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Psychological distress in Afghan journalists: a descriptive study

Jonas Osmann (Institute of Medical Science, University of Toronto, Toronto and the Department of Psychiatry, Sunnybrook Health Sciences Centre, Toronto, Canada)
Abdul Mujeeb Khalvatgar (Nai Supporting Open Media in Afghanistan, Kabul, Afghanistan)
Anthony Feinstein (Department of Psychiatry, Sunnybrook Health Sciences Centre, Toronto, Canada)

Journal of Aggression, Conflict and Peace Research

ISSN: 1759-6599

Article publication date: 12 June 2020

Issue publication date: 10 July 2020

88

Abstract

Purpose

Afghanistan is one of the world’s most dangerous places for journalists. There are, however, no data on the mental health of Afghan journalists covering conflict in their country. The study aims to determine the degree to which Afghan journalists are exposed to traumatic events, their perceptions of organizational support, their rates of symptoms of posttraumatic stress disorder (PTSD) and depression, their utilization of mental health services and the effectiveness of the treatment received.

Design/methodology/approach

The entire study was undertaken in Dari (Farsi). Five major Afghan news organizations representing 104 journalists took part of whom 71 (68%) completed a simple eleven-point analog scale rating perceptions of organizational support. Symptoms of PTSD and depression were recorded with the Impact of Event Scale – Revised (IES-R) and the Centre for Epidemiologic Studies Depression Scale (CES-D), respectively. Behavioral comparisons were undertaken between those journalists who had and had not received mental health therapy.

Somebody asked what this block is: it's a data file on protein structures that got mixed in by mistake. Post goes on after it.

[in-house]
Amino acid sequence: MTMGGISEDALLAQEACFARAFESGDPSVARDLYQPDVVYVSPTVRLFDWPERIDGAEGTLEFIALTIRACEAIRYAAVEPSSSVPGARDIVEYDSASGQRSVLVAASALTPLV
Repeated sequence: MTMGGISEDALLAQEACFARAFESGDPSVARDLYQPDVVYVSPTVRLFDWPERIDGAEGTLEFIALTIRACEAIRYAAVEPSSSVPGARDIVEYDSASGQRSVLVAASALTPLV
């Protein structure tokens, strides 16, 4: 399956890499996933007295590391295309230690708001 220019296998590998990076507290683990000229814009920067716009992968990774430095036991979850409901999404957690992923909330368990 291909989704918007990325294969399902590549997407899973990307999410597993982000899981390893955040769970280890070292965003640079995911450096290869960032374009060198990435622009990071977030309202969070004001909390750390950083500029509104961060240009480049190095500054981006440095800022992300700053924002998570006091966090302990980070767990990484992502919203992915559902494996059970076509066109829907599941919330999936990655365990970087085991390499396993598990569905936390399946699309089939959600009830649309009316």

Findings

The majority of journalists exceeded cutoff scores for PTSD and major depression and reported high rates for exposure to traumatic events. There were no significant differences in IES-R and CES-D scores between journalists who had and had not received mental health therapy. Most journalists did not view their employers as supportive.

Originality/value

To the best of authors’ knowledge, this is the first study to collect empirical data on the mental health of Afghan journalists. The results highlight the extreme stressors confronted by them, their correspondingly high levels of psychopathology and the relative ineffectiveness of mental health therapy given to a minority of those in distress. The implications of these findings are discussed.

Keywords

Acknowledgements

The authors would like to thank Liza Hessari for her assistance with this study.Funding: The authors did not receive funding for this study.

Citation

Osmann, J., Khalvatgar, A.M. and Feinstein, A. (2020), "Psychological distress in Afghan journalists: a descriptive study", Journal of Aggression, Conflict and Peace Research, Vol. 12 No. 3, pp. 115-123. https://doi.org/10.1108/JACPR-02-2020-0473

Publisher

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Emerald Publishing Limited

Copyright © 2020, Emerald Publishing Limited

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